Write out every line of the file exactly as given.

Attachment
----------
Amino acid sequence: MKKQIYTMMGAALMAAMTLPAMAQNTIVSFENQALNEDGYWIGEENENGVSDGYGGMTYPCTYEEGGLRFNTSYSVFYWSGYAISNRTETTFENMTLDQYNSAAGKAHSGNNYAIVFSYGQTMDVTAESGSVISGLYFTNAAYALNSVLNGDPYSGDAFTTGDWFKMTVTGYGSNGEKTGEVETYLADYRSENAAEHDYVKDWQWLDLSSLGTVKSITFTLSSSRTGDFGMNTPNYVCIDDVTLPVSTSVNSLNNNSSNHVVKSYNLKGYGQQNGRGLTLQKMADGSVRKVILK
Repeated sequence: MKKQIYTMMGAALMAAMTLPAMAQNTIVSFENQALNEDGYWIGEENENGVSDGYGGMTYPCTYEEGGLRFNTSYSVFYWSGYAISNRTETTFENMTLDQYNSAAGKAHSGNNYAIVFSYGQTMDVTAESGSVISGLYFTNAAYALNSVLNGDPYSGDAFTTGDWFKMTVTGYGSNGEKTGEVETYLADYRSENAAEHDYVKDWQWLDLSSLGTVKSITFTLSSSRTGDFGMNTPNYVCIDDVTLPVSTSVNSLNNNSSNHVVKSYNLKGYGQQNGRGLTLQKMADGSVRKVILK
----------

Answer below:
Amino acid sequence: MKKQIYTMMGAALMAAMTLPAMAQNTIVSFENQALNEDGYWIGEENENGVSDGYGGMTYPCTYEEGGLRFNTSYSVFYWSGYAISNRTETTFENMTLDQYNSAAGKAHSGNNYAIVFSYGQTMDVTAESGSVISGLYFTNAAYALNSVLNGDPYSGDAFTTGDWFKMTVTGYGSNGEKTGEVETYLADYRSENAAEHDYVKDWQWLDLSSLGTVKSITFTLSSSRTGDFGMNTPNYVCIDDVTLPVSTSVNSLNNNSSNHVVKSYNLKGYGQQNGRGLTLQKMADGSVRKVILK
Repeated sequence: MKKQIYTMMGAALMAAMTLPAMAQNTIVSFENQALNEDGYWIGEENENGVSDGYGGMTYPCTYEEGGLRFNTSYSVFYWSGYAISNRTETTFENMTLDQYNSAAGKAHSGNNYAIVFSYGQTMDVTAESGSVISGLYFTNAAYALNSVLNGDPYSGDAFTTGDWFKMTVTGYGSNGEKTGEVETYLADYRSENAAEHDYVKDWQWLDLSSLGTVKSITFTLSSSRTGDFGMNTPNYVCIDDVTLPVSTSVNSLNNNSSNHVVKSYNLKGYGQQNGRGLTLQKMADGSVRKVILK